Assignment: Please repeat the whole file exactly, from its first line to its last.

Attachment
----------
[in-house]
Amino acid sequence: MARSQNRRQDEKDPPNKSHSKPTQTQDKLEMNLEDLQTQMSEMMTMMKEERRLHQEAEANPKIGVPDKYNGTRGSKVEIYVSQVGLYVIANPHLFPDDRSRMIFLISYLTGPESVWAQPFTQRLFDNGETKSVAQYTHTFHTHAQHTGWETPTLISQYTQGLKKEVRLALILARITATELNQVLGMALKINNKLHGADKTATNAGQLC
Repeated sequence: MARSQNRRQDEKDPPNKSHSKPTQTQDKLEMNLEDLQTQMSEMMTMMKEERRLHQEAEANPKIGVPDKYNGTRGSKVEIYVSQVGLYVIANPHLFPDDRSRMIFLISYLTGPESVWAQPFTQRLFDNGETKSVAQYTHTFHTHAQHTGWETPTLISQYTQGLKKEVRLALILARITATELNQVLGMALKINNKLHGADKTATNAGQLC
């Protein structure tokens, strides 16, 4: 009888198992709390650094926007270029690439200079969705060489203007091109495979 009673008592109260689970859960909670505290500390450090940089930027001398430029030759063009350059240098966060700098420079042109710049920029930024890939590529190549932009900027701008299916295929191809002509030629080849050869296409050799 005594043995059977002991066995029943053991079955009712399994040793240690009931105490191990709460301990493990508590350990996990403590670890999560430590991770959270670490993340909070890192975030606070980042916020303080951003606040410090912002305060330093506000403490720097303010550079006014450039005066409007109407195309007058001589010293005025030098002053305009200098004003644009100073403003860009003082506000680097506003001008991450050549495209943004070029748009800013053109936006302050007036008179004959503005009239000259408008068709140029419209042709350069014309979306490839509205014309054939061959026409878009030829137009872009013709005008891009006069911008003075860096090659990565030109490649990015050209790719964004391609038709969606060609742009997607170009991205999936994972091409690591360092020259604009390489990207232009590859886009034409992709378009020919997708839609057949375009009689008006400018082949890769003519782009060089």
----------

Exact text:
[in-house]
Amino acid sequence: MARSQNRRQDEKDPPNKSHSKPTQTQDKLEMNLEDLQTQMSEMMTMMKEERRLHQEAEANPKIGVPDKYNGTRGSKVEIYVSQVGLYVIANPHLFPDDRSRMIFLISYLTGPESVWAQPFTQRLFDNGETKSVAQYTHTFHTHAQHTGWETPTLISQYTQGLKKEVRLALILARITATELNQVLGMALKINNKLHGADKTATNAGQLC
Repeated sequence: MARSQNRRQDEKDPPNKSHSKPTQTQDKLEMNLEDLQTQMSEMMTMMKEERRLHQEAEANPKIGVPDKYNGTRGSKVEIYVSQVGLYVIANPHLFPDDRSRMIFLISYLTGPESVWAQPFTQRLFDNGETKSVAQYTHTFHTHAQHTGWETPTLISQYTQGLKKEVRLALILARITATELNQVLGMALKINNKLHGADKTATNAGQLC
């Protein structure tokens, strides 16, 4: 009888198992709390650094926007270029690439200079969705060489203007091109495979 009673008592109260689970859960909670505290500390450090940089930027001398430029030759063009350059240098966060700098420079042109710049920029930024890939590529190549932009900027701008299916295929191809002509030629080849050869296409050799 005594043995059977002991066995029943053991079955009712399994040793240690009931105490191990709460301990493990508590350990996990403590670890999560430590991770959270670490993340909070890192975030606070980042916020303080951003606040410090912002305060330093506000403490720097303010550079006014450039005066409007109407195309007058001589010293005025030098002053305009200098004003644009100073403003860009003082506000680097506003001008991450050549495209943004070029748009800013053109936006302050007036008179004959503005009239000259408008068709140029419209042709350069014309979306490839509205014309054939061959026409878009030829137009872009013709005008891009006069911008003075860096090659990565030109490649990015050209790719964004391609038709969606060609742009997607170009991205999936994972091409690591360092020259604009390489990207232009590859886009034409992709378009020919997708839609057949375009009689008006400018082949890769003519782009060089």